What is the purpose of school? Despite the fact that this is my fifth year of teaching, this question, when posed to me in my administration program, sent my head for a spin. Topics bombarded me with an unrelenting urgency: subject matter, pedagogy, English, behavior plans, math, citizenship, science, basic survival skills. I quickly realized just how much teaching entails.
In furthering my research, I decided to go to the most honest human beings I know, my middle-school students. I asked them a series of questions through a journal entry, which included what they thought the purpose of school was, why they think we teach the things we do in school, and what they wish they ideally learned in school.
For the most part, the students’ overall answers were that the purpose of school is to become educated so they can go to college and get a decent job. Some of them did say that they thought the purpose was to know about world events and other topics they will undoubtedly need to know while they inhabit this planet.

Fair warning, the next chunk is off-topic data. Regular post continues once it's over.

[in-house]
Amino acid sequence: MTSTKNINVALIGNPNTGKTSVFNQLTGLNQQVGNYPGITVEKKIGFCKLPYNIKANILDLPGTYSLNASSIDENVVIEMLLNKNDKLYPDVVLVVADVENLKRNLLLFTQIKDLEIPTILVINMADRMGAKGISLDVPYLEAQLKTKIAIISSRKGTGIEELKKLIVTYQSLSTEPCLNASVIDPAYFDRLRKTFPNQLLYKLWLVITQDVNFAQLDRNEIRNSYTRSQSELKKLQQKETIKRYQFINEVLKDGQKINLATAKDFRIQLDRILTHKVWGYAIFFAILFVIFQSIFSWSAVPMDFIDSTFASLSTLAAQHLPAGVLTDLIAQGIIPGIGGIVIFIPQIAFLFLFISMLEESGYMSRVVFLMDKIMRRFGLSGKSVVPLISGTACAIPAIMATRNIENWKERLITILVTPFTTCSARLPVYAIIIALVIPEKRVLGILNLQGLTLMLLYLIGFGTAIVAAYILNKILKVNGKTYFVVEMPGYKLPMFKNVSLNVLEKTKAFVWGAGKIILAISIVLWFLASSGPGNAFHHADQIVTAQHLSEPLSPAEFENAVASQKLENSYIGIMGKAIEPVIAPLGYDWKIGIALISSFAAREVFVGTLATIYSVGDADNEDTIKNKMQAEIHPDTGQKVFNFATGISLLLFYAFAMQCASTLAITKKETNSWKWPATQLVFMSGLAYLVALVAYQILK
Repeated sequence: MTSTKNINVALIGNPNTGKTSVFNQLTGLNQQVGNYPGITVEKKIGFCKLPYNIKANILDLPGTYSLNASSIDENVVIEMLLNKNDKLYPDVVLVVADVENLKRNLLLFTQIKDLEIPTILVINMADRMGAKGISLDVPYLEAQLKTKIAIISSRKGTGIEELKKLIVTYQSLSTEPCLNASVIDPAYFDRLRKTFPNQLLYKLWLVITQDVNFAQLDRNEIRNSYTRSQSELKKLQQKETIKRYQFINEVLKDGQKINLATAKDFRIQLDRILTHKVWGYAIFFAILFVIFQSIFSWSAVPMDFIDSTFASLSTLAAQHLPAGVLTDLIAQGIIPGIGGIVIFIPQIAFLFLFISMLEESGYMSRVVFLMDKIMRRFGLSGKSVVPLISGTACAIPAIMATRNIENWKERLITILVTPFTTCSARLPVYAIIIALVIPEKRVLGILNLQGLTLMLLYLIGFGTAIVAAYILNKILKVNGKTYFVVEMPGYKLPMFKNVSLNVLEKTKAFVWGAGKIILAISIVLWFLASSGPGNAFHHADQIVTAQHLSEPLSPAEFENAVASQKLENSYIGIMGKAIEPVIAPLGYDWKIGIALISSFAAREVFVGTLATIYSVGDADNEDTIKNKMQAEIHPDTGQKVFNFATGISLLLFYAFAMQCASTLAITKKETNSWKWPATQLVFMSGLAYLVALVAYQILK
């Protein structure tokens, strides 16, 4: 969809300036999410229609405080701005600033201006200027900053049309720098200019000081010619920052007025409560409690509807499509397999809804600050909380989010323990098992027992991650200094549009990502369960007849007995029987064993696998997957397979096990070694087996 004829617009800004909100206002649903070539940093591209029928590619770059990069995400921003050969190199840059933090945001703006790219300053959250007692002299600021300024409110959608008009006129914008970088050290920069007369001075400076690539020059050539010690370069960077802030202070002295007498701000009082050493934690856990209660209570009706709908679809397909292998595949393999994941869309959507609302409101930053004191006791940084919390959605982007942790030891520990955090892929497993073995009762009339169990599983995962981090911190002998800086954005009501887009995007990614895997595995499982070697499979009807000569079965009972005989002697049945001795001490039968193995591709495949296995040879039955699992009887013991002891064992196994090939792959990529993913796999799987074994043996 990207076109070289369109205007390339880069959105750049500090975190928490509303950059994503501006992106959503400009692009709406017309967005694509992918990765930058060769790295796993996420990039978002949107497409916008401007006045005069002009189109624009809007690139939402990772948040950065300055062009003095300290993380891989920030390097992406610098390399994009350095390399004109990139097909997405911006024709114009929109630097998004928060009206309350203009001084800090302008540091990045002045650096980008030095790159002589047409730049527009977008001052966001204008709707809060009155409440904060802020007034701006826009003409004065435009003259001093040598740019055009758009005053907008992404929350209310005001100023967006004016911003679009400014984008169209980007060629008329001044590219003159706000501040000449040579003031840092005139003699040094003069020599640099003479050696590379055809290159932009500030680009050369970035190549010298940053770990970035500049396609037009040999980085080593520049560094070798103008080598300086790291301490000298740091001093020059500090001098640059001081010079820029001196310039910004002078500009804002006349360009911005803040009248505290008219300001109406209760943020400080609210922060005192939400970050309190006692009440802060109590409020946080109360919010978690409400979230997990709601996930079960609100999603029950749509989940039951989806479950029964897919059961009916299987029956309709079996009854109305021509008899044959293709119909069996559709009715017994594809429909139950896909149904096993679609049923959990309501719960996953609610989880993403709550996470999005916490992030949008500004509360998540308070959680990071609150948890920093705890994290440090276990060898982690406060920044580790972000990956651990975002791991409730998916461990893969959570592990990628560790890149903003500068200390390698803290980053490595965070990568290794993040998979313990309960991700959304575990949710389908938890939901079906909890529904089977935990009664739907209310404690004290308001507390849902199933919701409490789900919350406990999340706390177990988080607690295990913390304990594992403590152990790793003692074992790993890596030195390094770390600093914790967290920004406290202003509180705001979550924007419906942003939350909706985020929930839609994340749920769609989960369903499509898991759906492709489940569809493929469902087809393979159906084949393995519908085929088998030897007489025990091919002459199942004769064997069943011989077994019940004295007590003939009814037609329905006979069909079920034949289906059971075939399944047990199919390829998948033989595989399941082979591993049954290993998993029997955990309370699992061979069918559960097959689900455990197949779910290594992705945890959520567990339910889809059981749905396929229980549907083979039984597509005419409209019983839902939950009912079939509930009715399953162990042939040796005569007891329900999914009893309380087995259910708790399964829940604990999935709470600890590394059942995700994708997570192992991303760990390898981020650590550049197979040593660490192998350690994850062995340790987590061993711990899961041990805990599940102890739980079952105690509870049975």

However, many students didn’t really seem to answer <i>why</i> they thought we taught certain subjects in school. The ones who did address this topic mentioned the importance of literacy, and almost all the other answers were geared toward how we needed to first learn how to succeed in junior high and high school before we enter college and careers.
Students also expressed interest in, for lack of a better term, basic survival skills. Would they be good parents one day; how do they pay rent; what do they do when their heart gets broken for the first time. Many of these questions made me realize why I became a teacher – to be there for these kids.